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Ferrite Transformer ?

Discussion in 'Electronic Basics' started by [email protected], Mar 21, 2007.

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  1. Guest

    Some hobby project uses E or Round type of ferrite transformer which
    are found in the HV driver
    circuit. As this is uncommon or a standard type item, i like to know
    how to self made one,
    i don't understand why the primary and secondary winding use different
    wire size ? and how to select the size or shap of the ferrite core for
    optimal result ?Could any person help me in this.
    Thanks in advance.
    Regards
     
  2. Rich Grise

    Rich Grise Guest

    This would be a horrendously challenging project for a newbie. Your best
    bet would be to find one that you can sacrifice, and dissect it, to see
    how it's done - this would also yield a core that you know will work at
    the frequency of interest.
    Different current-carrying capability.
    This is a whole field of study; even some experts don't know the black
    magic involved here.
    Your best bet would be to go to a library and look for books on
    transformer design, or maybe google for something similar. I don't know
    if anyone around here would be willing to take on such a big task as
    teaching you about ferrites and such, over USENET.

    If you're seriously interested in it, signing up for a formal school
    class would be the way to go.

    Good Luck!
    Rich
     
  3. It would be helpful if you better described the particular application.
    These types of transformers are used from audio frequencies thru several
    hundred MHz.

    I don't know what you mean by "round". If you mean torroidal (do-nut shape)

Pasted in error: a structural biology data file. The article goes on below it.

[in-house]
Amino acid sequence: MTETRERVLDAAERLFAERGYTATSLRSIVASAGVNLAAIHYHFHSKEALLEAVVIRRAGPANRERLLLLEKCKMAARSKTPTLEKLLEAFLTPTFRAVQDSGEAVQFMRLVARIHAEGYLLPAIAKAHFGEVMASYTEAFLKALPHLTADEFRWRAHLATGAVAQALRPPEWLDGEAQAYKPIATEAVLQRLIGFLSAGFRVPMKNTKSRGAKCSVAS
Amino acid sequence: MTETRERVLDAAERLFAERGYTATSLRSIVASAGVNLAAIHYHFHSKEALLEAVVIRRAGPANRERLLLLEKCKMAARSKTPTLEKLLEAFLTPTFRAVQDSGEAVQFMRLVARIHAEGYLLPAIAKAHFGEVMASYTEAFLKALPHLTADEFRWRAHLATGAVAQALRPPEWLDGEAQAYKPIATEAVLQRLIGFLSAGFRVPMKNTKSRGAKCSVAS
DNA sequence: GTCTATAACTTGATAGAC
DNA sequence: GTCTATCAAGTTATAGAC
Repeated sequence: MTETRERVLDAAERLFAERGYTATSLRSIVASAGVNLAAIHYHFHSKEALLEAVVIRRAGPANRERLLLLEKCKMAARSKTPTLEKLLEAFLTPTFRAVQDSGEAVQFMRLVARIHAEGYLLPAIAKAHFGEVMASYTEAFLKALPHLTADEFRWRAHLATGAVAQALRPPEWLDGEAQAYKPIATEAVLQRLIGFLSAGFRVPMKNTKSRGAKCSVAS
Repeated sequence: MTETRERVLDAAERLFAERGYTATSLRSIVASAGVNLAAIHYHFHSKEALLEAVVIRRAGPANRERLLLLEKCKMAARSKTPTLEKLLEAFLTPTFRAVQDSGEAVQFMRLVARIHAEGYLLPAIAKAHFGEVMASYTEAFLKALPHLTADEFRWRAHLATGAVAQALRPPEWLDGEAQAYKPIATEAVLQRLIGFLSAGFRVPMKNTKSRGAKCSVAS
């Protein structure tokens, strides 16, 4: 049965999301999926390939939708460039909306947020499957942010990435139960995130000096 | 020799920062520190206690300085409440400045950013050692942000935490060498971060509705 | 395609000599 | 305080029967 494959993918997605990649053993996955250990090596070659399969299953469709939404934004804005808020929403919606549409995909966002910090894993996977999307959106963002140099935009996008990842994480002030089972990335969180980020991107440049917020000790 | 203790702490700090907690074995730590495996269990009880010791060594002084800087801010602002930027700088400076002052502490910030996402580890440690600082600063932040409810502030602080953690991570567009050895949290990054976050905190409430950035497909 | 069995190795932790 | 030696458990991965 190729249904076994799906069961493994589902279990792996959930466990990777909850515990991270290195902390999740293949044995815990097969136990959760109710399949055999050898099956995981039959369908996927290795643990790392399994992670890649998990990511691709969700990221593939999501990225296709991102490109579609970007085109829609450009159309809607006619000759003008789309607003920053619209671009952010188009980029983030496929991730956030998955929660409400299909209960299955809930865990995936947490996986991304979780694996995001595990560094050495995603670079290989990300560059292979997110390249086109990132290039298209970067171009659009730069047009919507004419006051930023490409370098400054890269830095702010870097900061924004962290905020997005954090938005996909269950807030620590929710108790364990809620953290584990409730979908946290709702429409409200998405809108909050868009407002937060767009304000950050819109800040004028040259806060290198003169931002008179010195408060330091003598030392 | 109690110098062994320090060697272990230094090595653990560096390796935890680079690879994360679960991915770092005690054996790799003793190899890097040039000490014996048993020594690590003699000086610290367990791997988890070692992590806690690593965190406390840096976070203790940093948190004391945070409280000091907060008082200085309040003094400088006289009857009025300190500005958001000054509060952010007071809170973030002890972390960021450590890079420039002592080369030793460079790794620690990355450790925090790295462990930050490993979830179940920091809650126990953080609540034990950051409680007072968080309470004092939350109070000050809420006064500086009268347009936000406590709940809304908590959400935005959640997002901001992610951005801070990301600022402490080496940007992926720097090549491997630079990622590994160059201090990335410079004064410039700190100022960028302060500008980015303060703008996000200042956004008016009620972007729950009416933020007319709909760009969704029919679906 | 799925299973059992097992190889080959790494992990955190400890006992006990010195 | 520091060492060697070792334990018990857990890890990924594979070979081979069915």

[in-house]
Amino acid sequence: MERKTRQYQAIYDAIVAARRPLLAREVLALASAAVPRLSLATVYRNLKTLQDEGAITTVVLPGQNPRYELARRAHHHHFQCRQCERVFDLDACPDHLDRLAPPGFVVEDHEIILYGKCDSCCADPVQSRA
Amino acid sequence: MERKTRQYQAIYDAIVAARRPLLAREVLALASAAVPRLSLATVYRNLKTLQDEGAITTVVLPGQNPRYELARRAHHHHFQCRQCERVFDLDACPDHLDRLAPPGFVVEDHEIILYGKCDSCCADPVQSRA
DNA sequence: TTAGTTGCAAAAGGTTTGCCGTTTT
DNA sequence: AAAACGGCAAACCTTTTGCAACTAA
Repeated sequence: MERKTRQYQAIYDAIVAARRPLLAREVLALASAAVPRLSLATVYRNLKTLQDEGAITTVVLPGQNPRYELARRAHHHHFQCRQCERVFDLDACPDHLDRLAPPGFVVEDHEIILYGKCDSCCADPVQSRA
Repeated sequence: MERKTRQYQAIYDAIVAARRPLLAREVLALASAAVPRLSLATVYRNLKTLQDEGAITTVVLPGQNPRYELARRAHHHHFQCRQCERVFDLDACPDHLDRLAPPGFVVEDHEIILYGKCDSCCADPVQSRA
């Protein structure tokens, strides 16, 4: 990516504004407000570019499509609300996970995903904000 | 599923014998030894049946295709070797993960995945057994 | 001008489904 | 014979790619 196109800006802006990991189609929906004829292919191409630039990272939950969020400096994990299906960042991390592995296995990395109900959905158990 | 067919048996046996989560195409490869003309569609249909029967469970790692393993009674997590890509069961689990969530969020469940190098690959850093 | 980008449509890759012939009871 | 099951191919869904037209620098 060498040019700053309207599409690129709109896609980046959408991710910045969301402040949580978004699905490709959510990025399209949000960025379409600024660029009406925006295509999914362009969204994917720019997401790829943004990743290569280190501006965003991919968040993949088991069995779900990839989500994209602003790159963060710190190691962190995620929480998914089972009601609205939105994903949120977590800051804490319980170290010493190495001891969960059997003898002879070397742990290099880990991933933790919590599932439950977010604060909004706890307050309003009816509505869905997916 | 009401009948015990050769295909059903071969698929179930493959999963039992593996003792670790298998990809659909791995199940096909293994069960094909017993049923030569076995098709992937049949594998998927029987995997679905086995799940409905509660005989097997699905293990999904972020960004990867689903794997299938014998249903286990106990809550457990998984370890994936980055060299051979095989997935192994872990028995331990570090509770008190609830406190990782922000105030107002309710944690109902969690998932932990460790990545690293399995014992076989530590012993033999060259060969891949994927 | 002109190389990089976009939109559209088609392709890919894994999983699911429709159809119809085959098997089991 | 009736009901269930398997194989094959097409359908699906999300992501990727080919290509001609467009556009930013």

then yes they are quite common. You may have to look harder for bars of the
    material, but I don't really know that for sure. The secret to these things
    is the composition of the material making them up. They may all look the
    same, but the materials making them up vary quite a bit. Usually iron
    powder and other magnetic metals are combined with ceramics in a proprietary
    mix depending upon the application. Some materials enhance the inductance
    very little, while some have tremendous effect. Again in RF applications,
    this makes it possible to create coils for low frequency HF and not have to
    use hundreds or even thousands of turns of wire. Some core materials have
    so much inductance that they are pretty much only good for making RF chokes,
    like you see on monitor cables etc...
    It may be for current capacity reasons or space reasons. In RF applications
    transformers are typically wound with the largest wire that will fit the
    core to keep resistance to a minimum. This enhances the Q factor of the
    coil and also reduces self heating. I'm sure there are probably other
    reasons as well.
    www.amidoncorp.com would be a good place to start.

    Do-nut shaped cores are nice because they are "self shielding". This is
    nice in RF applications because it keeps the signals where they belong
    better.
     
  4. Eeyore

    Eeyore Guest

    Because the size of the wire is related to the current. If it's a step-up
    transformer for example, the secondary current is lower than the primary
    current.

    Learning transformer design is not a trivial (easy) task ! Some aspects of it
    are quite straighforward but the detail is complicated.

    Graham
     
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